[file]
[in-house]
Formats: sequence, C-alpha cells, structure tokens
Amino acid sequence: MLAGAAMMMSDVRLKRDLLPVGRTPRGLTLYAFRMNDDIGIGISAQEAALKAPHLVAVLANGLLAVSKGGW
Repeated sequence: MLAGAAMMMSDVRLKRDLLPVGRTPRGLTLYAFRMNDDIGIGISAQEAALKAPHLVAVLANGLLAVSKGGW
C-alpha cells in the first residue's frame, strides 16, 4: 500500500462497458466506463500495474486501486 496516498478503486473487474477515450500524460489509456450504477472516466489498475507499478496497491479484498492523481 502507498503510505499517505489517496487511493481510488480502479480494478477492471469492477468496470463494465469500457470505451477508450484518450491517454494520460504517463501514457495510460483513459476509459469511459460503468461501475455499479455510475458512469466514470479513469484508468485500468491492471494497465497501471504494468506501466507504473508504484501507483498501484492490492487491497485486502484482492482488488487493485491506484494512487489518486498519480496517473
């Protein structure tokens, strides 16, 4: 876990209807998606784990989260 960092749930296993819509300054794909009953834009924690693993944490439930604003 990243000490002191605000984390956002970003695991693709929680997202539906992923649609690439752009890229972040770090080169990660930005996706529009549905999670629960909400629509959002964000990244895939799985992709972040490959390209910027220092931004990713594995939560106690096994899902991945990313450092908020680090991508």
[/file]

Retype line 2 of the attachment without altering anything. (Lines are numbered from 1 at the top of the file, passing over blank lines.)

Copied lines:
Formats: sequence, C-alpha cells, structure tokens